If we look on ourselves as individual cells of one larger being - humanity - then two aspects of our mass-healing process need attention. One is humankind’s general health and its ongoing overall problems, and the other is the specific localised crises, some disastrous, which hit certain places and situations, holding back the whole of humanity.
Humanity’s ailments are shown in world events, trends and problems. Social polarisation or civil war is like a virus gripping the body social: it spreads if not contained. Mass-atrocities are like a serious fever, social unrest is like a influenza, famine is like a wasting disease, wars are like rampant cancers and disasters are heart attacks. Affluence is like obesity and regularised security like addiction.
Humanity’s health is influenced by its basic happiness and by the way societies care for their people. Social inclusivity strengthens society’s immune system – its capacity to resist disease. Humankind, unclear about its overall shared interests, is vulnerable to splintering and atomisation. Immunity breaks down when individual social groups – cells within the body social – lose their mutual balance and sense of interdependence, and they start fighting one another.
Health is affected by memory-shadows (‘miasms’) from the past. Past oppression, hardship and pain charge their price even when they’re gone. This leads to chronic social ills. America’s late-20th Century addiction to wealth and security is an understandable product of the poverty and alienation experienced by the many refugees who migrated there in the past, saying "never again" to poverty and oppression – yet today’s attachment to security has bred a deep social insecurity and wealth has bred deepening spiritual poverty.
Meanwhile, in some ‘developing’ countries social revival can be limited by inadequate healing resources – social trust and unity, a sense of future, economic medicine and decent living conditions – to strengthen societies and stimulate new social equilibrium and energy.
Then there are acute cases of social illness – wars, disasters and crises. With better international action, such breakdowns either wouldn’t happen, or they could be turned to good. Societies in disaster are not ‘over there’, outside our sphere – they are part of us. Disaster can hit us too. A civil war in Afghanistan, Lebanon or Bosnia puts the world at risk - it infects everyone else. When such black spots exist, humanity as a whole is held back. In other words, a broken toe or rib affects the whole body.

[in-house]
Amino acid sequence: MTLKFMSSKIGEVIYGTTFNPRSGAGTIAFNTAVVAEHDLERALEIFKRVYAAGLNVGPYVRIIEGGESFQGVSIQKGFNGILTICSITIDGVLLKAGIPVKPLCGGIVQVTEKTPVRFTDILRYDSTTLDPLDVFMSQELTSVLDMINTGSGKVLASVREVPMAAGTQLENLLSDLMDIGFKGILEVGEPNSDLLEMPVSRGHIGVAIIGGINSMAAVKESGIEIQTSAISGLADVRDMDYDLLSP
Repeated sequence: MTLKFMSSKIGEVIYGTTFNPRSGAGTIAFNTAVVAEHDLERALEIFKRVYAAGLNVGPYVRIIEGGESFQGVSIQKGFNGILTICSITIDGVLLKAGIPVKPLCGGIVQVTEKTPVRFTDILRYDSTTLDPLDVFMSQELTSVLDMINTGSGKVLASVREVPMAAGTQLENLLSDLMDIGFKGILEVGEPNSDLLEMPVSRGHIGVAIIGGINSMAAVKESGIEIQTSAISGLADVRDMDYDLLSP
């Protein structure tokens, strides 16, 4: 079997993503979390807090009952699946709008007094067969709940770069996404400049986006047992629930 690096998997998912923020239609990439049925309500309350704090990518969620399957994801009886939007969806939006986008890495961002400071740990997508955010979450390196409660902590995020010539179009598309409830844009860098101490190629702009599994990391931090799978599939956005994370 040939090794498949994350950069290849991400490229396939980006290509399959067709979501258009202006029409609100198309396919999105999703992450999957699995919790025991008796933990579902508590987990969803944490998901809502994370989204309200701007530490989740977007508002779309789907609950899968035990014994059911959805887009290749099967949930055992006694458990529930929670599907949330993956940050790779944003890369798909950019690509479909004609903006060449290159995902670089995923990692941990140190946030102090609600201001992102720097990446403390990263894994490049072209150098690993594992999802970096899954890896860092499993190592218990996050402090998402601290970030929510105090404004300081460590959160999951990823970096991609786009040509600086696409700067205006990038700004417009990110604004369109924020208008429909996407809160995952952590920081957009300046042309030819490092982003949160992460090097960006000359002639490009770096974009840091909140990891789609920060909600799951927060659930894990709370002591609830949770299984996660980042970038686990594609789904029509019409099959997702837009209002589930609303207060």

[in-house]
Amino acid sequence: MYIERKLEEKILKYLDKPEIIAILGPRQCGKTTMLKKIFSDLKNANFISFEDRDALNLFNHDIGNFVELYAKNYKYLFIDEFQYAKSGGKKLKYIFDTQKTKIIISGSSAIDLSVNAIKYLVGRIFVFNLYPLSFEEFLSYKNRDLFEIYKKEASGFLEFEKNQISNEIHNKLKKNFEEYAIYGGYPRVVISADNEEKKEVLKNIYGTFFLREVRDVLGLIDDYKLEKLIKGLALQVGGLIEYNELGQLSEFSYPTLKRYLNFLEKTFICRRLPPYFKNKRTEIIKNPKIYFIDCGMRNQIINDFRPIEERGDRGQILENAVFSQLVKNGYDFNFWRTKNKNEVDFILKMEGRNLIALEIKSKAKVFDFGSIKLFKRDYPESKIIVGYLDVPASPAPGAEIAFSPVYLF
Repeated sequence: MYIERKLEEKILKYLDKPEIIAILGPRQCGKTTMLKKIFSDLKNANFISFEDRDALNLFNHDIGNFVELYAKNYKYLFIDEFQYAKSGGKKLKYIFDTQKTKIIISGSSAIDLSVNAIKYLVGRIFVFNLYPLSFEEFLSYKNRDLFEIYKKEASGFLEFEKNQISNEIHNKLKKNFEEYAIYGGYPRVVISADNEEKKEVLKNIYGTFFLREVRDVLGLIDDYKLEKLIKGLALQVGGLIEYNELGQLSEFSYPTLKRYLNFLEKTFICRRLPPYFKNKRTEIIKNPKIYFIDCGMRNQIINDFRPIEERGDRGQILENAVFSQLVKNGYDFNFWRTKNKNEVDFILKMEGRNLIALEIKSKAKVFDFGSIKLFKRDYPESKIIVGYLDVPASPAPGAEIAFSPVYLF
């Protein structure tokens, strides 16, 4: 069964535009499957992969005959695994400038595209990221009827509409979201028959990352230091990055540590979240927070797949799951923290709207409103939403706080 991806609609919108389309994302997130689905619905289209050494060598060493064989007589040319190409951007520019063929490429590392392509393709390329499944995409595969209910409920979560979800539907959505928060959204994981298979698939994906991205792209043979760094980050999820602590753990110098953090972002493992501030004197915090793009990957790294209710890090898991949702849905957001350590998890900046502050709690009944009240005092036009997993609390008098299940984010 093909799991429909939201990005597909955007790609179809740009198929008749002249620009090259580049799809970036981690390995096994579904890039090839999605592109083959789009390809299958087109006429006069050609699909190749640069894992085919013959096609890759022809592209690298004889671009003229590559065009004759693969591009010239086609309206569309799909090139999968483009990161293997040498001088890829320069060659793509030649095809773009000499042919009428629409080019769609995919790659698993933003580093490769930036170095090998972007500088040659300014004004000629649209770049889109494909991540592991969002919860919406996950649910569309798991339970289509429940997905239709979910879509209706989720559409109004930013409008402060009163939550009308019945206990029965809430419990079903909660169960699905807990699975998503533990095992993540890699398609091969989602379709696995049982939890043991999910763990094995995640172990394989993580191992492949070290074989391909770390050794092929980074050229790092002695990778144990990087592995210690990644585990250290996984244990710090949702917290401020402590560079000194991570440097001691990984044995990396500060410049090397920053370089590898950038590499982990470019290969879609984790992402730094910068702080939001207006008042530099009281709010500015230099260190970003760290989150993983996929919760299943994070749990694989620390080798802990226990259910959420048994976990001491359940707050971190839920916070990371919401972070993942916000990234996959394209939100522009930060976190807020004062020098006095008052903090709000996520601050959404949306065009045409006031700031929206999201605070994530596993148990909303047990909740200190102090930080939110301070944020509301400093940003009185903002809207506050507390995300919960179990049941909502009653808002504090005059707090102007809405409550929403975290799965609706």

Though strife between Hutus and Tutsis or Catholics and Protestants have been localised, general world conditions allow such strife and even encourage it. In a sense, these people are in strife on our behalf, living out horror-movies for all of us. To some extent, they save us from living them out ourselves. Hitler was a world, not just a German, phenomenon.
Viruses spread easily, attacking the weakest parts of the body. When Lebanon quietened down in 1991, tired of devastation, Yugoslavia fell into an equally atrocious civil war quite soon after. Such viruses can spread to any place where people nurture denied collective feelings, suppressed frustrations or pain. War has an appetite of its own, minding little who it eats.
We need to give attention to potential, sub-acute crisis-spots before it’s too late. They’re visible in advance. So perhaps we need to look at the causes of social breakdown, not just the effects arising when the deed is done. Even in ‘natural’ disasters, societies hampered by war, shortage or environmental deterioration suffer more than ‘stronger’ societies, which can mobilise emergency services and support those who lose out. Rebuilding social ‘immunity’, the harmonious integrity of nations and localities, is a high future priority.
However, illness is also an opportunity. When we’re ill, we ask questions we didn’t otherwise have time for. In crises, central questions are brought into focus and thrashed out – on behalf of us all. If we elected genuinely to learn from wars, disasters and breakdowns, they wouldn’t repeat so easily and habitually. However, currently the viruses of war and dissent are alive and well, still seeking new customers.
Crisis-zones are important. We can’t just leave problems to ‘experts’ – diplomats, aid agencies and the UN. Crisis-ridden peoples need personal-level contact with secure people – for exchange of moral support, citizen aid, knowledge-sharing and friendship. It helps both parties: there is much for ‘haves’ to learn from ‘have-nots’, as well as vice versa. Aid brings mutual benefit - it’s a sharing.
In addition to rushing aid or troops to crisis areas, we need to build up humanity’s basic condition – psychologically and emotionally as well as materially. To defuse world flashpoints and pressing problems, we need perhaps to review the health of our societies in a new light. Do we still need extremes of wealth and poverty? Isn’t it silly to have aid organisations and arms traders working alongside each other? If recent world climate change is man-made, can we not look wholeheartedly at the causes?
This involves looking at hidden, unmentionable, unventilated issues alive today. It involves examining our ghosts and shadows – the stuff of the collective unconscious. It involves quite a change of priorities. Yet the pay-off is genuine human happiness, peace and opportunity. Which might well be the greatest gift we could give each other.
The Illustrated Guide to the Millennium
© Copyright Palden Jenkins 1998, 2012.
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The Illustrated Guide to the Millennium was partially written in 1997-98 and never published.